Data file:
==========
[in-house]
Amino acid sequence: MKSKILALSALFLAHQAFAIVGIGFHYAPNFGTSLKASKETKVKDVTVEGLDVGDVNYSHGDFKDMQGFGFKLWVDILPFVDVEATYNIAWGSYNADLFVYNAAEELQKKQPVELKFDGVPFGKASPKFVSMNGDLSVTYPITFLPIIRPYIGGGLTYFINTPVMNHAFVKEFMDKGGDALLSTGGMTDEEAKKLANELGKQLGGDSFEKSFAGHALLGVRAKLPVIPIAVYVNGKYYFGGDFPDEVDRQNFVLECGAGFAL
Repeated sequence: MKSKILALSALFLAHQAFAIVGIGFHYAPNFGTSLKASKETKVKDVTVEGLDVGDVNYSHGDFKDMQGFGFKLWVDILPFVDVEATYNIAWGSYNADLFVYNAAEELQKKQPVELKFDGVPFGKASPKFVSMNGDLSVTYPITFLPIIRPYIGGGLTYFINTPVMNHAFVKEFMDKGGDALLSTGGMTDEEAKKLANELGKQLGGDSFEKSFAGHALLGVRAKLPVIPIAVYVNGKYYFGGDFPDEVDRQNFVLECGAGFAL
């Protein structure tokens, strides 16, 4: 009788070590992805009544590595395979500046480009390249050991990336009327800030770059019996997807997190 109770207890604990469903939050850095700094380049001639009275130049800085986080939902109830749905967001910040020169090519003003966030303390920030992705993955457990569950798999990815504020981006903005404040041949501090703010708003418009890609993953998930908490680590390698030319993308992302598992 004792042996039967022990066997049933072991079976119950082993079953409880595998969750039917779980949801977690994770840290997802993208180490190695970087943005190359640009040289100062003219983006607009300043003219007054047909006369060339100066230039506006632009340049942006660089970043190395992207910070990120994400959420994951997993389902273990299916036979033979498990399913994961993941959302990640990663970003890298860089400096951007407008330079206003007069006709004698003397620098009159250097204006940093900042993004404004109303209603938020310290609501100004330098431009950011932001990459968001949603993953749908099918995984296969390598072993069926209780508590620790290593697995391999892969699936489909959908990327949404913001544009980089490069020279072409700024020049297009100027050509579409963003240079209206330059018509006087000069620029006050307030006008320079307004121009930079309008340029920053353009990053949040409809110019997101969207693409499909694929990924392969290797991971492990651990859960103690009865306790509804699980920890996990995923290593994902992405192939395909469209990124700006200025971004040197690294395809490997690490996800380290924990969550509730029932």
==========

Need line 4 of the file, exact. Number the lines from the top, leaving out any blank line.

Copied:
């Protein structure tokens, strides 16, 4: 009788070590992805009544590595395979500046480009390249050991990336009327800030770059019996997807997190 109770207890604990469903939050850095700094380049001639009275130049800085986080939902109830749905967001910040020169090519003003966030303390920030992705993955457990569950798999990815504020981006903005404040041949501090703010708003418009890609993953998930908490680590390698030319993308992302598992 004792042996039967022990066997049933072991079976119950082993079953409880595998969750039917779980949801977690994770840290997802993208180490190695970087943005190359640009040289100062003219983006607009300043003219007054047909006369060339100066230039506006632009340049942006660089970043190395992207910070990120994400959420994951997993389902273990299916036979033979498990399913994961993941959302990640990663970003890298860089400096951007407008330079206003007069006709004698003397620098009159250097204006940093900042993004404004109303209603938020310290609501100004330098431009950011932001990459968001949603993953749908099918995984296969390598072993069926209780508590620790290593697995391999892969699936489909959908990327949404913001544009980089490069020279072409700024020049297009100027050509579409963003240079209206330059018509006087000069620029006050307030006008320079307004121009930079309008340029920053353009990053949040409809110019997101969207693409499909694929990924392969290797991971492990651990859960103690009865306790509804699980920890996990995923290593994902992405192939395909469209990124700006200025971004040197690294395809490997690490996800380290924990969550509730029932």